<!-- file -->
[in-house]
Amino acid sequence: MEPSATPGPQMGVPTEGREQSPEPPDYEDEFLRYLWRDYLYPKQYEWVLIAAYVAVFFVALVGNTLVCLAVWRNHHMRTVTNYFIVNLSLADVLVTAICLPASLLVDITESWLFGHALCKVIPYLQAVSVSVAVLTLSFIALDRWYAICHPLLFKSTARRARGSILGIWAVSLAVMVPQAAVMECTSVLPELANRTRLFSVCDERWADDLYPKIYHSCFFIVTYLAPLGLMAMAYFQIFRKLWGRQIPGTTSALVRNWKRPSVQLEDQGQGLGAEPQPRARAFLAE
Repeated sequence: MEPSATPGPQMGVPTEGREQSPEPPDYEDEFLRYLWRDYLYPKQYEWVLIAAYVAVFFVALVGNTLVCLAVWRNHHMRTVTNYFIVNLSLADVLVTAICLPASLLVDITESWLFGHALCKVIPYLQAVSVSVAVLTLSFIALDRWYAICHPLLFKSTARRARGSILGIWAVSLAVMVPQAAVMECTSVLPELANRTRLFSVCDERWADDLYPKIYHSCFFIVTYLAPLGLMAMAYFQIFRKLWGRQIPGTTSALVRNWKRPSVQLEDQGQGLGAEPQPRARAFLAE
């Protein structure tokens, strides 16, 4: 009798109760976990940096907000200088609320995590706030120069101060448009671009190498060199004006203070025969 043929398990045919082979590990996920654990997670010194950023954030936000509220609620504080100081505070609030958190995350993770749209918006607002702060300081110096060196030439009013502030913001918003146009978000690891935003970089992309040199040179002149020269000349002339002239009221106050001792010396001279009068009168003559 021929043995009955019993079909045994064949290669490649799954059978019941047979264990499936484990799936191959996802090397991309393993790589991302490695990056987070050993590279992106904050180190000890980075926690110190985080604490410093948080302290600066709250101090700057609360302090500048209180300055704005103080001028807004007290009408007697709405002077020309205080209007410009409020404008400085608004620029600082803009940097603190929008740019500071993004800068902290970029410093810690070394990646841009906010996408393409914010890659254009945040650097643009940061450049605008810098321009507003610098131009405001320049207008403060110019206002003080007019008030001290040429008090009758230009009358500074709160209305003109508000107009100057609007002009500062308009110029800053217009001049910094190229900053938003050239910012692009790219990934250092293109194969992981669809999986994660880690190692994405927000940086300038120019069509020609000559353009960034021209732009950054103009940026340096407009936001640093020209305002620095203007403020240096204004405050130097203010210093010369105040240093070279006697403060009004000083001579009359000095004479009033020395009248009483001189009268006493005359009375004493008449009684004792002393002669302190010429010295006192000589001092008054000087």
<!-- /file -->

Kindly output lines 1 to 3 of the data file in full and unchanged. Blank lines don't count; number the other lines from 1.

[in-house]
Amino acid sequence: MEPSATPGPQMGVPTEGREQSPEPPDYEDEFLRYLWRDYLYPKQYEWVLIAAYVAVFFVALVGNTLVCLAVWRNHHMRTVTNYFIVNLSLADVLVTAICLPASLLVDITESWLFGHALCKVIPYLQAVSVSVAVLTLSFIALDRWYAICHPLLFKSTARRARGSILGIWAVSLAVMVPQAAVMECTSVLPELANRTRLFSVCDERWADDLYPKIYHSCFFIVTYLAPLGLMAMAYFQIFRKLWGRQIPGTTSALVRNWKRPSVQLEDQGQGLGAEPQPRARAFLAE
Repeated sequence: MEPSATPGPQMGVPTEGREQSPEPPDYEDEFLRYLWRDYLYPKQYEWVLIAAYVAVFFVALVGNTLVCLAVWRNHHMRTVTNYFIVNLSLADVLVTAICLPASLLVDITESWLFGHALCKVIPYLQAVSVSVAVLTLSFIALDRWYAICHPLLFKSTARRARGSILGIWAVSLAVMVPQAAVMECTSVLPELANRTRLFSVCDERWADDLYPKIYHSCFFIVTYLAPLGLMAMAYFQIFRKLWGRQIPGTTSALVRNWKRPSVQLEDQGQGLGAEPQPRARAFLAE